Mary of Scotland - Movie Reviews - Rotten Tomatoes

Mary of Scotland Reviews

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Super Reviewer
½ April 4, 2007
A stately bore that is full of historical inaccuracies. Kate Hepburn puts on a good show but her Mary bears no resemblance to the actual shallow and conniving Mary.
Super Reviewer
½ September 20, 2010
This movie is very long, boring, and jumps around in time. It does have some humorous scenes, but the movie is mostly boring. The only thing I liked about the movie was Hepburn's performance, she's great as always, but the rest of the cast kind of glides through.
½ January 23, 2012
Moderately interesting period piece that plays more like propaganda than anything else. I'm not really sure what Ford was going for here.
September 4, 2007
This movie wasn't great by any means, but it is well worth it to see Kate in one of her early leading roles. Quite frankly, she never looked lovelier. March was great as her dapper, handsome Scottish hero. Florence Eldridge turned in a nice supporting role as the evil, hell-bent on destroying Mary, Elizabeth; altough the characterization of Elizabeth, at times, seemed a bit over the top. I'm not sure why this film didn't work. March (who, as always, looked quite lovely himself) and Hepburn are convincing in their only on-screen pairing. The film seems to lack direction, which is odd, considering John Ford directed it. Overall, this is worth a look. If anything, it's worth a look just for the on-screen greatness of March and Hepburn.
November 13, 2015
She'll see you when she wants to see you.

Mary is the Queen of Scotland who is sick of her family and associates pushing her in a direction that will lead to war and/or poverty for her people. Her half brother stabs her in the back leading to her arrest by Queen Elizabeth where she is held hostage/prisoner. She tries several attempts to change her situation, but her attempts are stymied. Will she give in to the desires of her associates or will she stand firm by her beliefs?

"War? Is that all you men know?"

John Ford, director of Grapes of Wrath, Stagecoach, The Man who Shot Liberty Valance, The Searchers, Rio Grande, My Darling Clementine, and Young Mr. Lincoln, delivers Mary of Scotland. The storyline for this picture is interesting with some great characters but not overly compelling or dynamic. The acting is pretty good and the cast includes Katherine Hepburn, John Carradine, Donald Crisp, Ralph Forbes, Fredrick March, and Alan Mowbray.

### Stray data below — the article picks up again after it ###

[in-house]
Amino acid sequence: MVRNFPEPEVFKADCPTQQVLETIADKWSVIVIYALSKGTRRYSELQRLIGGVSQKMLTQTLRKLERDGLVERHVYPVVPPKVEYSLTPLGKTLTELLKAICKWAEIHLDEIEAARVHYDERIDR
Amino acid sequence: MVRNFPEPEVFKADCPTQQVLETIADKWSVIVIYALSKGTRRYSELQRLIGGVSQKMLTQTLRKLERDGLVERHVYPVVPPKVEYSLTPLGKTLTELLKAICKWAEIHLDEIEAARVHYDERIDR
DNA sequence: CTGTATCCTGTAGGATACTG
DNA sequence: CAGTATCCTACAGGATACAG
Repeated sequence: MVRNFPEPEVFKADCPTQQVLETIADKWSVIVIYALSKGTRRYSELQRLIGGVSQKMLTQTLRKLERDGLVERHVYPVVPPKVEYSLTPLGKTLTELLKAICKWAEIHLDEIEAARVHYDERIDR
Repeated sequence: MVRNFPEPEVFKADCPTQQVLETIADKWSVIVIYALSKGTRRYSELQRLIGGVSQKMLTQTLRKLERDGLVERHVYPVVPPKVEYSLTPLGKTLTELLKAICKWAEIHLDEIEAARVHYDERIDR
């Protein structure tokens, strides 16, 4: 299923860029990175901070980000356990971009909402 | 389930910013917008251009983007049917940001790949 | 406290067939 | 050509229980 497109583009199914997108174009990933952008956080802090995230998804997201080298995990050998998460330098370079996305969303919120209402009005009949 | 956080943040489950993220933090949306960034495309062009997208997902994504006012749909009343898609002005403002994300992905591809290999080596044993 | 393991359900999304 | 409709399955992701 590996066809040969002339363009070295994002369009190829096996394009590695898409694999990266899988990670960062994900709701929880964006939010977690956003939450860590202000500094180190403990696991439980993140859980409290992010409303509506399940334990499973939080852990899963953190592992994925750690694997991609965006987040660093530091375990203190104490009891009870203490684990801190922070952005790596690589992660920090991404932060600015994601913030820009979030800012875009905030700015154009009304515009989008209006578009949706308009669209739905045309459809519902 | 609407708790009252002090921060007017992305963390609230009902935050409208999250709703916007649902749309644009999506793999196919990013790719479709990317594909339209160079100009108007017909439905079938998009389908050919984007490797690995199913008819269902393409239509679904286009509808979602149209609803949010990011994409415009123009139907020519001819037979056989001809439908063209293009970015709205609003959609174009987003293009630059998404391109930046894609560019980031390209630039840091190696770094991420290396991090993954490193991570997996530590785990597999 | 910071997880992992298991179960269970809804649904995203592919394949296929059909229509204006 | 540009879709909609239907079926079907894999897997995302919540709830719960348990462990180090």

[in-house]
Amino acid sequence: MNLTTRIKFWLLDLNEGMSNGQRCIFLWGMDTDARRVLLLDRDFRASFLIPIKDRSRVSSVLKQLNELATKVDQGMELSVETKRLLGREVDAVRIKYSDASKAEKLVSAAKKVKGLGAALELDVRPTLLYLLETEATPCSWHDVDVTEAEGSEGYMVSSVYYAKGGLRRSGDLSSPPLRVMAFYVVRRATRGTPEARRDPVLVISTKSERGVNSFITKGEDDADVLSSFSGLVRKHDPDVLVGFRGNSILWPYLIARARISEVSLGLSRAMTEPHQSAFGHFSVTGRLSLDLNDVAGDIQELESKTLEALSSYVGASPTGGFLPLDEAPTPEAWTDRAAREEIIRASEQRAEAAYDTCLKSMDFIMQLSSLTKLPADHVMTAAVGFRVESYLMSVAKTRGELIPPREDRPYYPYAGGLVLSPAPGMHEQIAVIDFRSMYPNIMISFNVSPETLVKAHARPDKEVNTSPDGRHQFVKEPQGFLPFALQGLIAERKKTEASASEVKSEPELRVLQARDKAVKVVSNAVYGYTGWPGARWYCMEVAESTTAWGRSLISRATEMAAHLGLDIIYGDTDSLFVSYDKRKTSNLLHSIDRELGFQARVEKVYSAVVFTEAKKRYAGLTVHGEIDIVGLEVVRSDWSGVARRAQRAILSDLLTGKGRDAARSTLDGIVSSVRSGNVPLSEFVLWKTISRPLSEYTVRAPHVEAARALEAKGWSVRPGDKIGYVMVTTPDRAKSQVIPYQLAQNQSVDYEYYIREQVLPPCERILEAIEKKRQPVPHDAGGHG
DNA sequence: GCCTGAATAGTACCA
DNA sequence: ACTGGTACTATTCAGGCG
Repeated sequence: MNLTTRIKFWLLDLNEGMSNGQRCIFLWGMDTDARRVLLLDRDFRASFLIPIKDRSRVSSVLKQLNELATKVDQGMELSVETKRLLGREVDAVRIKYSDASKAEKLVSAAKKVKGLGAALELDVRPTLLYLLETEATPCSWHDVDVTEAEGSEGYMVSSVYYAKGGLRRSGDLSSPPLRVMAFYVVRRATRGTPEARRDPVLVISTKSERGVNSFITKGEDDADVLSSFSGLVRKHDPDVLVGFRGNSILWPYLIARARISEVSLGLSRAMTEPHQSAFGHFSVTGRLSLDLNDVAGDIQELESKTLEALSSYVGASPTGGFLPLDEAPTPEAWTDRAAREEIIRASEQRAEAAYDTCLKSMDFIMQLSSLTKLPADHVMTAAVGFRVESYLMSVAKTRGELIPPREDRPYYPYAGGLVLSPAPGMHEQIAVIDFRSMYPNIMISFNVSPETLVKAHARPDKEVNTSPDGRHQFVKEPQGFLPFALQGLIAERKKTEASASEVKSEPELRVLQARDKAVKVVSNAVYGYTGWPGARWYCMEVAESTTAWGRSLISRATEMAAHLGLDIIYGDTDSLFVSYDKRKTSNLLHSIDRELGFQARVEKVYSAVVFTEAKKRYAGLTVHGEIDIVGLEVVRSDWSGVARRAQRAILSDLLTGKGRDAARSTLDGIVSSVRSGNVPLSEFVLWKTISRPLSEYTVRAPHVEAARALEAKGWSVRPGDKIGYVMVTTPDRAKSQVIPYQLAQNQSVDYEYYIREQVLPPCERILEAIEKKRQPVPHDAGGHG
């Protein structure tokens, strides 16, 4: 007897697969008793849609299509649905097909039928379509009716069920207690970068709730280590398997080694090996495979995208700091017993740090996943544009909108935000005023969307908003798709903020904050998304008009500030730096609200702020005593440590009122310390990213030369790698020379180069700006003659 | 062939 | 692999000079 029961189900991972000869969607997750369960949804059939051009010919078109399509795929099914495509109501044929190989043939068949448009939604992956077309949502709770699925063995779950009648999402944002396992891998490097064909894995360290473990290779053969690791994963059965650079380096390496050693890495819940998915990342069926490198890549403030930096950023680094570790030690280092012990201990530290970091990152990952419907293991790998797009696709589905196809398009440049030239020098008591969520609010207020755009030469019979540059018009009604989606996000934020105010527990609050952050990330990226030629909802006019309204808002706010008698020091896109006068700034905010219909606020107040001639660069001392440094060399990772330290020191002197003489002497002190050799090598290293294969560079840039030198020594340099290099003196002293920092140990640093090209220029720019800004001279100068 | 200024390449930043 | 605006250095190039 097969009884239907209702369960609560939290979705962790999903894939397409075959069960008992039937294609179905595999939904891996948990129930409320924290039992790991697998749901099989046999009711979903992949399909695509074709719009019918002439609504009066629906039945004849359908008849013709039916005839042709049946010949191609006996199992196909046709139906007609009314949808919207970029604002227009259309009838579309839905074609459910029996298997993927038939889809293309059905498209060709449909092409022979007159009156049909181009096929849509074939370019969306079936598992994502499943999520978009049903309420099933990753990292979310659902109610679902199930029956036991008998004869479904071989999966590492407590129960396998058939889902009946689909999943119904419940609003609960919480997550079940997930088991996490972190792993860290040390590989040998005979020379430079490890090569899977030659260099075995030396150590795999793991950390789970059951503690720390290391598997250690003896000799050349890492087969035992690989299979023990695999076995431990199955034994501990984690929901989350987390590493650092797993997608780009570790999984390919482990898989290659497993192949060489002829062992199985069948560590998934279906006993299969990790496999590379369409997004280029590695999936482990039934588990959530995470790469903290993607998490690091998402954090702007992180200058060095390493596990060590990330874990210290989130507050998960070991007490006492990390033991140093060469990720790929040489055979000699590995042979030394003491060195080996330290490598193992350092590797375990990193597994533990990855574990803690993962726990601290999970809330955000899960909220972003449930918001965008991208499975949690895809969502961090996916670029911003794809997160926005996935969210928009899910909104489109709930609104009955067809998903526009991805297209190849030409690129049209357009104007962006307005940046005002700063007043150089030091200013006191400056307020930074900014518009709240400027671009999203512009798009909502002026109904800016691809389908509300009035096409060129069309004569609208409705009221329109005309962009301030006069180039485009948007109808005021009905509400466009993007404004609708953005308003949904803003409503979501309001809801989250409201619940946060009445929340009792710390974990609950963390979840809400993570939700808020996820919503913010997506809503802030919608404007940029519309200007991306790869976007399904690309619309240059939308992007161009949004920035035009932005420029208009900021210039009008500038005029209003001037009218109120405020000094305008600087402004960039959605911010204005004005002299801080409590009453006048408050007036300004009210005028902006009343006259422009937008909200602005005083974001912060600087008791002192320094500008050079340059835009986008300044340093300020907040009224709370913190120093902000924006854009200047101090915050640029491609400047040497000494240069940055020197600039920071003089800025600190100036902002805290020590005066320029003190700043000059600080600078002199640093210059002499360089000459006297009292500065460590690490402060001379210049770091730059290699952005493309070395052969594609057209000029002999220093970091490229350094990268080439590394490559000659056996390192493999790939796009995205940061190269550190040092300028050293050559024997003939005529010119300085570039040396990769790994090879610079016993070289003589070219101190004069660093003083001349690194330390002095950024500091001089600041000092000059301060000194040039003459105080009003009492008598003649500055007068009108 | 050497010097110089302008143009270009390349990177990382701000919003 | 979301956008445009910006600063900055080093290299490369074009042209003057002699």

"I know where you stand. I know where I stand."

This was recently on Turner Classic Movies (TCM) and grabbed my attention since it starred Katherine Hepburn, who is always awesome. This is interesting and a must see for fans of the classics, but it is mostly dialogue and very straightforward and predictable. This wasn't as dramatic as it probably could have been. I only recommend seeing this if you're a fan of classic films.

"You were always afraid of me. You're afraid of me still."

Grade: C+
September 4, 2014
The movie is correct, but not good enough to compensate trying to transform a fight about power and religion in an allegate pro-religious tolerance and love.
½ October 19, 2014
Superb performance by Katherine Hepburn as Mary, Queen of Scots in this historical tale that firmly portrays Elizabeth I as an evil monarch. A good film but not that memorable despite the occasional flourish from director John Ford.
June 1, 2012
Katharine Hepburn como Mary, Queen of Scots, que se recusa a curvar-se ao poder de Elizabeth. A maior parte da ação do filme (C) mesmo sobre o background da peça de Schiller, mas, no final, ainda que não se detenha nos mesmos detalhes da peça, ele mostra toda a determinação sublime de Mary.
May 31, 2012
katharine hepburn gives one of her most amazing performances in "mary of scotland". the film tells an interesting story, but it really is hepburn who really sells it.
½ November 17, 2011
Maybe If They'd Cast Her as Elizabeth . . . .

Much ado is made over the fact that Katharine Hepburn (herself a relative of the Earl of Bothwell, here played by Fredric March) ended up directing the love scene between herself as Mary and Bothwell. John Ford, director of the movie itself, didn't really know what to do with a period love scene in blank verse between a queen and one of her subjects. But this really raises the question as to why exactly the studio assigned this film to John Ford in the first place. I mean, this was well before he became known as the great director of the American West, but there's nothing in his history which indicates that this would have been a film at which he would have excelled. Three years later, [i]Gone With the Wind[/i] would go through several directors, so it's certainly not as though they couldn't have just hired someone else. And it's certainly not as though he was the only director on the studio lot.